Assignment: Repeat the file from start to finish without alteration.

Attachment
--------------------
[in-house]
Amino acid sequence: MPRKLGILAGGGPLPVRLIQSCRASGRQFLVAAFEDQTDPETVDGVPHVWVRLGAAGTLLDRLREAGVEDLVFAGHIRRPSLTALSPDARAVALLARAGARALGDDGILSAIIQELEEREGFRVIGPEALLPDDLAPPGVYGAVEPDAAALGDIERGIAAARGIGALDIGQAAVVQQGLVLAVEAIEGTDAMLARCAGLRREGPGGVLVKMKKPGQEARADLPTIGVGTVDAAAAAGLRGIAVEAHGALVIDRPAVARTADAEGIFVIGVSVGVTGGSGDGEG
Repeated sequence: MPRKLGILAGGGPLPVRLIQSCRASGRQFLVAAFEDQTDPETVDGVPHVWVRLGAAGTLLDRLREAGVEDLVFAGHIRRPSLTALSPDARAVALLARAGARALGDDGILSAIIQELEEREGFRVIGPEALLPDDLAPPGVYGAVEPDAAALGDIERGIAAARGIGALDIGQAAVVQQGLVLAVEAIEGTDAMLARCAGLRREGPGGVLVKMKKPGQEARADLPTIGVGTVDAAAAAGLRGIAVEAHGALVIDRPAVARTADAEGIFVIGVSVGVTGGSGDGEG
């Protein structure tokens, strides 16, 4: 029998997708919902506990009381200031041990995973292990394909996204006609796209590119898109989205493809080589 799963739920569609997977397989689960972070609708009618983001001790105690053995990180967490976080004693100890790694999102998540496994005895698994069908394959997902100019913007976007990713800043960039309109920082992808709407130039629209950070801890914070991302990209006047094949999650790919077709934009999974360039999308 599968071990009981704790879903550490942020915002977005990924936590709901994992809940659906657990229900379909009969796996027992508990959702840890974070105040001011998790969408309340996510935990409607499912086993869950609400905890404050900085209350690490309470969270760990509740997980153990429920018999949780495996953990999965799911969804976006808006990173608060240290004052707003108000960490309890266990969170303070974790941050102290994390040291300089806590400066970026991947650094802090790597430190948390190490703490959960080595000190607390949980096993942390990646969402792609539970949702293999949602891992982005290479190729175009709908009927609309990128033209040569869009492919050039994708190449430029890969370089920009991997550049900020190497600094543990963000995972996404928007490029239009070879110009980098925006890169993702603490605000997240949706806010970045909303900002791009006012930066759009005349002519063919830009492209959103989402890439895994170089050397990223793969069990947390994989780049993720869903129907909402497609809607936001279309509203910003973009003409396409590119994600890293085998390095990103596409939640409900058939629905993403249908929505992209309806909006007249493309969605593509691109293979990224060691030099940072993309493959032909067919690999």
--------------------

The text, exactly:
[in-house]
Amino acid sequence: MPRKLGILAGGGPLPVRLIQSCRASGRQFLVAAFEDQTDPETVDGVPHVWVRLGAAGTLLDRLREAGVEDLVFAGHIRRPSLTALSPDARAVALLARAGARALGDDGILSAIIQELEEREGFRVIGPEALLPDDLAPPGVYGAVEPDAAALGDIERGIAAARGIGALDIGQAAVVQQGLVLAVEAIEGTDAMLARCAGLRREGPGGVLVKMKKPGQEARADLPTIGVGTVDAAAAAGLRGIAVEAHGALVIDRPAVARTADAEGIFVIGVSVGVTGGSGDGEG
Repeated sequence: MPRKLGILAGGGPLPVRLIQSCRASGRQFLVAAFEDQTDPETVDGVPHVWVRLGAAGTLLDRLREAGVEDLVFAGHIRRPSLTALSPDARAVALLARAGARALGDDGILSAIIQELEEREGFRVIGPEALLPDDLAPPGVYGAVEPDAAALGDIERGIAAARGIGALDIGQAAVVQQGLVLAVEAIEGTDAMLARCAGLRREGPGGVLVKMKKPGQEARADLPTIGVGTVDAAAAAGLRGIAVEAHGALVIDRPAVARTADAEGIFVIGVSVGVTGGSGDGEG
């Protein structure tokens, strides 16, 4: 029998997708919902506990009381200031041990995973292990394909996204006609796209590119898109989205493809080589 799963739920569609997977397989689960972070609708009618983001001790105690053995990180967490976080004693100890790694999102998540496994005895698994069908394959997902100019913007976007990713800043960039309109920082992808709407130039629209950070801890914070991302990209006047094949999650790919077709934009999974360039999308 599968071990009981704790879903550490942020915002977005990924936590709901994992809940659906657990229900379909009969796996027992508990959702840890974070105040001011998790969408309340996510935990409607499912086993869950609400905890404050900085209350690490309470969270760990509740997980153990429920018999949780495996953990999965799911969804976006808006990173608060240290004052707003108000960490309890266990969170303070974790941050102290994390040291300089806590400066970026991947650094802090790597430190948390190490703490959960080595000190607390949980096993942390990646969402792609539970949702293999949602891992982005290479190729175009709908009927609309990128033209040569869009492919050039994708190449430029890969370089920009991997550049900020190497600094543990963000995972996404928007490029239009070879110009980098925006890169993702603490605000997240949706806010970045909303900002791009006012930066759009005349002519063919830009492209959103989402890439895994170089050397990223793969069990947390994989780049993720869903129907909402497609809607936001279309509203910003973009003409396409590119994600890293085998390095990103596409939640409900058939629905993403249908929505992209309806909006007249493309969605593509691109293979990224060691030099940072993309493959032909067919690999």